Success & the Business Case for Emotional Intelligence

A completely revised and updated Business Case for EQ is now available for free download.

The new Business Case for Emotional Intelligence lays out a compelling array of research projects linking EQ and EQ skills to business success.  But what about you? How do you define success, and does emotional intelligence have anything to do with it?

Think of 3-6 people you know that you consider successful. Maybe they are not “100% successful,” but each has some part of success well dialed.

  1. What are the key elements of success? What qualifies someone to be on your list?
  2. For each person, list their key strengths: Beyond luck and circumstance, what knowledge, attitudes, or skills sets this person apart? How many of these are linked to emotional intelligence? Without using names, post your answer to this question in the comments, below!
  3. What parts of list #1 do you aspire to? What parts of list #2 will help you get there?

This article appeared as a VitalSigns for EQ – one of Six Seconds’ great newsletters.

Emotional Intelligence Helps NFL Players “Win at Life”

“We’re learning that emotional intelligence is an important ingredient in helping professional athletes live healthy and successful lives”
– National Football League Players Association Executive Director Gene Upshaw

A study of retired NFL players and EQ compares players’ emotional intelligence with life success — including good health, positive relationships, avoiding drug/alcohol use & violence, financial strength, and quality of life.  Among the 30 athletes we studied over 60% in the variation of these important factors are predicted by emotional intelligence scores.  So there is a massive correlation between high EQ skills and life success.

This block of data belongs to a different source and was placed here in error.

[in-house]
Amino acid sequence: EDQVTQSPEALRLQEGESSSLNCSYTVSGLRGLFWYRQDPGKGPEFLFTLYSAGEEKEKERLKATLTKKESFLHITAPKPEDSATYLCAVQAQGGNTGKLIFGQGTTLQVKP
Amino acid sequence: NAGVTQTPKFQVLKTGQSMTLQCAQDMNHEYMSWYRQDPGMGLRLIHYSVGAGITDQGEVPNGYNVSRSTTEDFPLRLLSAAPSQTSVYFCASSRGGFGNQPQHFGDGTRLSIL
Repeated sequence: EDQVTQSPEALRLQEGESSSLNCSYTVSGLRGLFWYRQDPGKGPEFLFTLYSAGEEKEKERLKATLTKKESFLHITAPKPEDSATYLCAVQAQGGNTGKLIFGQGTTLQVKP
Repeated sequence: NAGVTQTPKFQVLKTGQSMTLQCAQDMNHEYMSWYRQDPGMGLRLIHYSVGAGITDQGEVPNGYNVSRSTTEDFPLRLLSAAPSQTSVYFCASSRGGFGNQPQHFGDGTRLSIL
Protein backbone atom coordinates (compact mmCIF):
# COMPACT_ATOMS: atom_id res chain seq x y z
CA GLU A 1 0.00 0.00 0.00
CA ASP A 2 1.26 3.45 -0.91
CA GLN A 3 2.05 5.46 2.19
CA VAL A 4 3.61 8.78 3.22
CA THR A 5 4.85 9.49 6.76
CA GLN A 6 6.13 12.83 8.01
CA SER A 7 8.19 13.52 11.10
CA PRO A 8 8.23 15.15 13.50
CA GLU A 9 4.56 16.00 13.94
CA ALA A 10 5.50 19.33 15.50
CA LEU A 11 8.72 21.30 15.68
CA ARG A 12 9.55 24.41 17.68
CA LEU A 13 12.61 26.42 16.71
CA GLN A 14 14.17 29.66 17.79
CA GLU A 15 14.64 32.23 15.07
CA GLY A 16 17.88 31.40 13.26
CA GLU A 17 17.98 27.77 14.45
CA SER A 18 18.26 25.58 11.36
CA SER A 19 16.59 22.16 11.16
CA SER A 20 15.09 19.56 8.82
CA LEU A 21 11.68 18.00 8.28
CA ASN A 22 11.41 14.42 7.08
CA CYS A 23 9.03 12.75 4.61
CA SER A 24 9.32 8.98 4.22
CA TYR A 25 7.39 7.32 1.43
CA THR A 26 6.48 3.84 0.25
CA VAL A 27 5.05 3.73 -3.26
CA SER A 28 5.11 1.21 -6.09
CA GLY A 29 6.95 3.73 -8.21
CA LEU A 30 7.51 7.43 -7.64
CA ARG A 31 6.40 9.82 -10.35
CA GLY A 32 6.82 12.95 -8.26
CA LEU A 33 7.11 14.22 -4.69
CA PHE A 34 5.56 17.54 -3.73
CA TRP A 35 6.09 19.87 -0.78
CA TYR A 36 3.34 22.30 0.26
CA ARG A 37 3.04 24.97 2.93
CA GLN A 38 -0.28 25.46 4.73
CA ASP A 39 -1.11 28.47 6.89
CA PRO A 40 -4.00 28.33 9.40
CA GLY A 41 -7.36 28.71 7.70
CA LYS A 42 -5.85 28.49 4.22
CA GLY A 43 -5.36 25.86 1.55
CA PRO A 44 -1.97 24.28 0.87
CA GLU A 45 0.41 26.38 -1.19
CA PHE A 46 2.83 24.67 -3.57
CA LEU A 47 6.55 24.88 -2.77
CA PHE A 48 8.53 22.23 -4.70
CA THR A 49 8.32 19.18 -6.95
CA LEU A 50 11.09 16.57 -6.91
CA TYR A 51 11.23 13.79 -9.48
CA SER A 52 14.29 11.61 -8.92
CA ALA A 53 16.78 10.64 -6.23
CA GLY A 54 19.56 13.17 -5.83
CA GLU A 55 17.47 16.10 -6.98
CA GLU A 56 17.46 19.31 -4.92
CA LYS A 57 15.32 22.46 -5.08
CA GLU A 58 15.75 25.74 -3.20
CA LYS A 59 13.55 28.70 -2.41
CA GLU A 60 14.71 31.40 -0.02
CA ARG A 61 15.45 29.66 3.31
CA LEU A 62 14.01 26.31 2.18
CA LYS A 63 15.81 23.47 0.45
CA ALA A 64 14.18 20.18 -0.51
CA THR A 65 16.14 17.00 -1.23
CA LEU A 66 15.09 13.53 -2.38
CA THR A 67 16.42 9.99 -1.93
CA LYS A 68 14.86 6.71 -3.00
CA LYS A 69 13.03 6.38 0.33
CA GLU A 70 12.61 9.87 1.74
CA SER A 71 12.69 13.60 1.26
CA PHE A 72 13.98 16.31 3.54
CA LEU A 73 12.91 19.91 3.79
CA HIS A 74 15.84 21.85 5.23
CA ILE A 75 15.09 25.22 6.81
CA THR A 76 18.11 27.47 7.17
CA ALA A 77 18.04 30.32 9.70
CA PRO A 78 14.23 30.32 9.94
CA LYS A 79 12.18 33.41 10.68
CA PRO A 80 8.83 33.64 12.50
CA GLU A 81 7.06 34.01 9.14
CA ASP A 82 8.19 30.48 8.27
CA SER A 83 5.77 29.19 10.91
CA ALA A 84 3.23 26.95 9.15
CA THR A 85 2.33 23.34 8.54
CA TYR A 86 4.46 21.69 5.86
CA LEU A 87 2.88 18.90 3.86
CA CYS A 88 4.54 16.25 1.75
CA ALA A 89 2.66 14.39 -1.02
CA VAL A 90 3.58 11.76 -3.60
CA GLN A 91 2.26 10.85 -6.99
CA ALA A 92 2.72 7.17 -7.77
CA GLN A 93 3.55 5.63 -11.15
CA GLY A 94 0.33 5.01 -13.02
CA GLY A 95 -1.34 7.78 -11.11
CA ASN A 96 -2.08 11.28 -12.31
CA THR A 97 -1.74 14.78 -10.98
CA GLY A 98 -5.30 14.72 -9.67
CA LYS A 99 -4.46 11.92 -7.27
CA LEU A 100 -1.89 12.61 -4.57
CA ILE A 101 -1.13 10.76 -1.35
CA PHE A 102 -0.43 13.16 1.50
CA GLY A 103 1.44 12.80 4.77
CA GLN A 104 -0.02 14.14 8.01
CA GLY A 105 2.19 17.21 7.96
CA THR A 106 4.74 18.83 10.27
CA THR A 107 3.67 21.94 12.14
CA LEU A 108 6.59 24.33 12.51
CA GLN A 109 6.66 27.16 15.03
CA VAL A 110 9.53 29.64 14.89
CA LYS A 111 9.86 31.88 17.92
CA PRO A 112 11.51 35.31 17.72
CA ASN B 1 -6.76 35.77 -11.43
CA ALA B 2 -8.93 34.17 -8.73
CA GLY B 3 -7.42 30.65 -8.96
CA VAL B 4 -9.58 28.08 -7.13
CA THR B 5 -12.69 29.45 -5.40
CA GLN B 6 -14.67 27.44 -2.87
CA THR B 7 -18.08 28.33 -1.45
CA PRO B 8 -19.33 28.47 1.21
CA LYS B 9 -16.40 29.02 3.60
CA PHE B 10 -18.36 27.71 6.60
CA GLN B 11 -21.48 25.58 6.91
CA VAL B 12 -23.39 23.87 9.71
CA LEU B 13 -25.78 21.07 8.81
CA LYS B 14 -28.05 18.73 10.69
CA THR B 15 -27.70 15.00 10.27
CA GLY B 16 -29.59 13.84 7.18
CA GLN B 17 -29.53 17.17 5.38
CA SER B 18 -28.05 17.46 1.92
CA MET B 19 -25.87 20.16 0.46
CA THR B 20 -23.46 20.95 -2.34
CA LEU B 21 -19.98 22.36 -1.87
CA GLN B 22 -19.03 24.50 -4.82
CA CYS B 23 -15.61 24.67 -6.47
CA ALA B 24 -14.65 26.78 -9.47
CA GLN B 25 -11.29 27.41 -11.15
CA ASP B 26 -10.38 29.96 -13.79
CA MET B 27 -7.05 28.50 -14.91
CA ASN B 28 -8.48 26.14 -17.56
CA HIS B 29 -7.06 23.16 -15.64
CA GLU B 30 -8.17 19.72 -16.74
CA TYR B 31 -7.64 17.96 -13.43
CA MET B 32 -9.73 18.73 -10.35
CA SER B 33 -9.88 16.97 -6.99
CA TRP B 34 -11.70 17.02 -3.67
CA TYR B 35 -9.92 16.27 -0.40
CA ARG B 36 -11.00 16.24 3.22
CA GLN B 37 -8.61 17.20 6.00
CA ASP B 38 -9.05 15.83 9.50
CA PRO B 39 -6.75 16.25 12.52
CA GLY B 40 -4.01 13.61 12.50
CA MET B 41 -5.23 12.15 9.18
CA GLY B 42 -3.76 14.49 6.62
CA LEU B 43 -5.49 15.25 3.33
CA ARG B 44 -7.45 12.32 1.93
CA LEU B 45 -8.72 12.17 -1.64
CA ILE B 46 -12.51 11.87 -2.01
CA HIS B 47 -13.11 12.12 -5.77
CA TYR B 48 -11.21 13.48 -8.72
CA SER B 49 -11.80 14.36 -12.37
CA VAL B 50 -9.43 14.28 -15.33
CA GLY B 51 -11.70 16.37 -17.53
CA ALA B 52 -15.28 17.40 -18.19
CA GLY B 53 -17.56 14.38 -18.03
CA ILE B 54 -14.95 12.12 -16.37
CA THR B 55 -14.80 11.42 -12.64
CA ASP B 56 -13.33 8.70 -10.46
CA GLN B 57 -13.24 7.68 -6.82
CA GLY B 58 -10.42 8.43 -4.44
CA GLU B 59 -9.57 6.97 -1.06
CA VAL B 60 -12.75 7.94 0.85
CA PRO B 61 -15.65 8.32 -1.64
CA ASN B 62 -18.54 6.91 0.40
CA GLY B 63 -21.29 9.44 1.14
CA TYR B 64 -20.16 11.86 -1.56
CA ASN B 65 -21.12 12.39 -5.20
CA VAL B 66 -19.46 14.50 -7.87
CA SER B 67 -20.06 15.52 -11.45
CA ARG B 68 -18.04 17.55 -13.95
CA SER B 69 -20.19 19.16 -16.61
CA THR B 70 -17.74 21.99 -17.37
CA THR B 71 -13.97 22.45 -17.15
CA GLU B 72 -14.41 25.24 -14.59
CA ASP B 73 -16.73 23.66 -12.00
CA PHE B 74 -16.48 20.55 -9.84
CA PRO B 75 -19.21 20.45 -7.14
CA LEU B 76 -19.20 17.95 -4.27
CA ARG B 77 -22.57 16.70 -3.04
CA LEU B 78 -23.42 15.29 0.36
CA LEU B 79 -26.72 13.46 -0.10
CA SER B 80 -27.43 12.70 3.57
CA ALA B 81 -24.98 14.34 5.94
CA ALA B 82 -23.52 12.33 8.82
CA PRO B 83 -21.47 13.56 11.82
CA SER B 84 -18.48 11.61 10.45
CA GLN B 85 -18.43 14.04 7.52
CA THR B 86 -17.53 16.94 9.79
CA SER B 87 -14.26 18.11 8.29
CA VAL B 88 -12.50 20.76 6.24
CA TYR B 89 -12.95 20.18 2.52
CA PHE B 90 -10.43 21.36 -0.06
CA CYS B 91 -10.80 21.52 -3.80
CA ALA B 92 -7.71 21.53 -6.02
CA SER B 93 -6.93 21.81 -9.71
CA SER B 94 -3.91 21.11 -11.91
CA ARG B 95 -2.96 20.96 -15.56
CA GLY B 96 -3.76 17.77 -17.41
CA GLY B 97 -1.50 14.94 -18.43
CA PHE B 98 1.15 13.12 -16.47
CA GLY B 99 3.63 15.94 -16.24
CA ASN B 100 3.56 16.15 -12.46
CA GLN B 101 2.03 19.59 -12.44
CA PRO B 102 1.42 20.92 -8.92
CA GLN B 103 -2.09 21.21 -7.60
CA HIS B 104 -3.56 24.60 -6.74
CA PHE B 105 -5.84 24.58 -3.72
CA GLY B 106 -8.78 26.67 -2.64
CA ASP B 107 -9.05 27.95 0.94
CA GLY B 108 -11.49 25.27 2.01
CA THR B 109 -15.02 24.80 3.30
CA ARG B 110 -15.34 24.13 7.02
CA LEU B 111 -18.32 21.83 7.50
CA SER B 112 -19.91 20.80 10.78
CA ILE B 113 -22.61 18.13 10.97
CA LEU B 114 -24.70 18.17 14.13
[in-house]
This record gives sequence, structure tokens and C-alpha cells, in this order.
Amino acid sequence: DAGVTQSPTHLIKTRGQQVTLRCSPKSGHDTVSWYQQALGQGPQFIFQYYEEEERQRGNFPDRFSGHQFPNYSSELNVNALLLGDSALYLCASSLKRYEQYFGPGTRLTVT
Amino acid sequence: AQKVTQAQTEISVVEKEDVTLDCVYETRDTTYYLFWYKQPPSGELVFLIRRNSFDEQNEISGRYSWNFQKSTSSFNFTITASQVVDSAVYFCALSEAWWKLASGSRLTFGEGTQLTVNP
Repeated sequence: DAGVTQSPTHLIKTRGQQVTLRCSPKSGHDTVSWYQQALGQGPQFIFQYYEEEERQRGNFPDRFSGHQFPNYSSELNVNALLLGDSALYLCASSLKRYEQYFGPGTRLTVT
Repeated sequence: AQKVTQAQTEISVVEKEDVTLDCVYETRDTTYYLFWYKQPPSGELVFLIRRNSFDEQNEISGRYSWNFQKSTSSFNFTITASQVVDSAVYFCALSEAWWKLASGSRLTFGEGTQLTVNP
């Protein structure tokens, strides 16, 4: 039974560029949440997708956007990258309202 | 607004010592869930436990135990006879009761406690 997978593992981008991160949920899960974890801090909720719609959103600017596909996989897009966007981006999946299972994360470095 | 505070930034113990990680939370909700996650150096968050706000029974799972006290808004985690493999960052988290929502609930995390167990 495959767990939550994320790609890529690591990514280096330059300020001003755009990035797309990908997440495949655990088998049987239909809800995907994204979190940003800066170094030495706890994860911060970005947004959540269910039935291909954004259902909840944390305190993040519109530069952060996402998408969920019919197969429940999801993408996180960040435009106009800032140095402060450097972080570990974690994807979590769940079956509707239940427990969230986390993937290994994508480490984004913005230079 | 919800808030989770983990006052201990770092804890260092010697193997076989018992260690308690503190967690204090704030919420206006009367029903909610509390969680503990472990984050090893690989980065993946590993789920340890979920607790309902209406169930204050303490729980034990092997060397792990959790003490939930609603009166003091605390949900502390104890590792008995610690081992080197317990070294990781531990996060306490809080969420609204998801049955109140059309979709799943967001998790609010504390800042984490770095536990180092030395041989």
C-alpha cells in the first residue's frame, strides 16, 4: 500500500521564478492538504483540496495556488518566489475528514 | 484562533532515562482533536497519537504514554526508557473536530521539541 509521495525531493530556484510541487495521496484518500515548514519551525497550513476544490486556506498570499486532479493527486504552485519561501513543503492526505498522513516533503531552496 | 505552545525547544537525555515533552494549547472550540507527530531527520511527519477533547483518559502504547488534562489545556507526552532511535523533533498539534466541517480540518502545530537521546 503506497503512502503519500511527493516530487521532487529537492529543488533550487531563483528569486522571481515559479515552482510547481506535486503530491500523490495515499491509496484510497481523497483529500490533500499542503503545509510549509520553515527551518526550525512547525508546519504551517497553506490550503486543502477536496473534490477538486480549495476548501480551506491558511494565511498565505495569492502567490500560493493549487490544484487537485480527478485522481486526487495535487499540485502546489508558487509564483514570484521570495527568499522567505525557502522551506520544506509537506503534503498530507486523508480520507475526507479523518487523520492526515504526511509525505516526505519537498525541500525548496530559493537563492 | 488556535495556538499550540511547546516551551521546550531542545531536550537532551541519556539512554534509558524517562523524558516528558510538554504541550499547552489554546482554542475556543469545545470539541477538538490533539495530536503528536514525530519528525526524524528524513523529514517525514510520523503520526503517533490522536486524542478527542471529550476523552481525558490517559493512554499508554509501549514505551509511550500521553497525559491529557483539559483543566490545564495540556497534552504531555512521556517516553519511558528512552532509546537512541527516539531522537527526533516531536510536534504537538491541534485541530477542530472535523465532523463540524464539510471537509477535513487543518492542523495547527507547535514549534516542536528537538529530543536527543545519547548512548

This is an important study because NFL players are extremely influential as role models – and despite their incredible success in making it to the top of the  game, there are so many struggles off the field. We can now pinpoint specific, learnable skills that will make a difference for these guys – for life.  While the NFL is a very big, economically driven business, the growing interest in emotional intelligence could be a sign of commitment to the larger impact of the sport in our society.

Want a change in ’08? Willing to work for it?

I found this article intriguing, both in the framing and the advice. The setup is that while we talk a lot about things being different in our organizations (and lives), most of us won’t actually do much about it. Is that ok with you?

… the truth is we will all still be at the same spot next year, fussing about the way we are organizing, prioritizing and delegating.

But what would happen if we were determined to make a real change in the way we lead our organizations this year? Perhaps we should ask ourselves the more compelling question…what will happen in our organization this year if nothing changes in the way we lead?

In considering my own challenges as a leader, there are some results I want this year – this question is leading me to wonder: Am I really willing to work for it? istock_000004322683xsmall.jpg I’m pretty comfortable with the way things are right now – it’s not all it could be, but is pretty great. Hard work to change – worth it? Will think!

Sometimes I wish I could just “press the button” and have change done.

But change takes persistent effort. I don’t mind working HARD – its keeping it in focus day after day that’s so difficult.